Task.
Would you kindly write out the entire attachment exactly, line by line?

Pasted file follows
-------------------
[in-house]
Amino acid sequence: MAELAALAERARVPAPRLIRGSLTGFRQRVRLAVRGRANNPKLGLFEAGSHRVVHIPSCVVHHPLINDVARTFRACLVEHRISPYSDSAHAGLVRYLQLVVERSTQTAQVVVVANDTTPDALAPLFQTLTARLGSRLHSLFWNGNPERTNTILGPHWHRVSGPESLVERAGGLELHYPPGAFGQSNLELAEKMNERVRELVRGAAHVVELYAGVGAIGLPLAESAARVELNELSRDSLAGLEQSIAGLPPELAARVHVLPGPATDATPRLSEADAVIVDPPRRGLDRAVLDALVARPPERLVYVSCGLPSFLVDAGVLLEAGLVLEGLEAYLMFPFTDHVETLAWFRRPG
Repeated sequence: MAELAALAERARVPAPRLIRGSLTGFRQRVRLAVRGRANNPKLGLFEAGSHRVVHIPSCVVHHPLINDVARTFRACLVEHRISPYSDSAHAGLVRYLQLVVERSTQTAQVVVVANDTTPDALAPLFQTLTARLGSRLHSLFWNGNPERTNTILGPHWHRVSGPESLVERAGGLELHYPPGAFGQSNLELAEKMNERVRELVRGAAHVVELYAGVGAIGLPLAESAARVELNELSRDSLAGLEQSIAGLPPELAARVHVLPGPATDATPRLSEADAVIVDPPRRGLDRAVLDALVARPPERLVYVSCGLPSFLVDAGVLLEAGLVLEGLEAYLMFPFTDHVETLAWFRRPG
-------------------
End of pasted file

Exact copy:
[in-house]
Amino acid sequence: MAELAALAERARVPAPRLIRGSLTGFRQRVRLAVRGRANNPKLGLFEAGSHRVVHIPSCVVHHPLINDVARTFRACLVEHRISPYSDSAHAGLVRYLQLVVERSTQTAQVVVVANDTTPDALAPLFQTLTARLGSRLHSLFWNGNPERTNTILGPHWHRVSGPESLVERAGGLELHYPPGAFGQSNLELAEKMNERVRELVRGAAHVVELYAGVGAIGLPLAESAARVELNELSRDSLAGLEQSIAGLPPELAARVHVLPGPATDATPRLSEADAVIVDPPRRGLDRAVLDALVARPPERLVYVSCGLPSFLVDAGVLLEAGLVLEGLEAYLMFPFTDHVETLAWFRRPG
Repeated sequence: MAELAALAERARVPAPRLIRGSLTGFRQRVRLAVRGRANNPKLGLFEAGSHRVVHIPSCVVHHPLINDVARTFRACLVEHRISPYSDSAHAGLVRYLQLVVERSTQTAQVVVVANDTTPDALAPLFQTLTARLGSRLHSLFWNGNPERTNTILGPHWHRVSGPESLVERAGGLELHYPPGAFGQSNLELAEKMNERVRELVRGAAHVVELYAGVGAIGLPLAESAARVELNELSRDSLAGLEQSIAGLPPELAARVHVLPGPATDATPRLSEADAVIVDPPRRGLDRAVLDALVARPPERLVYVSCGLPSFLVDAGVLLEAGLVLEGLEAYLMFPFTDHVETLAWFRRPG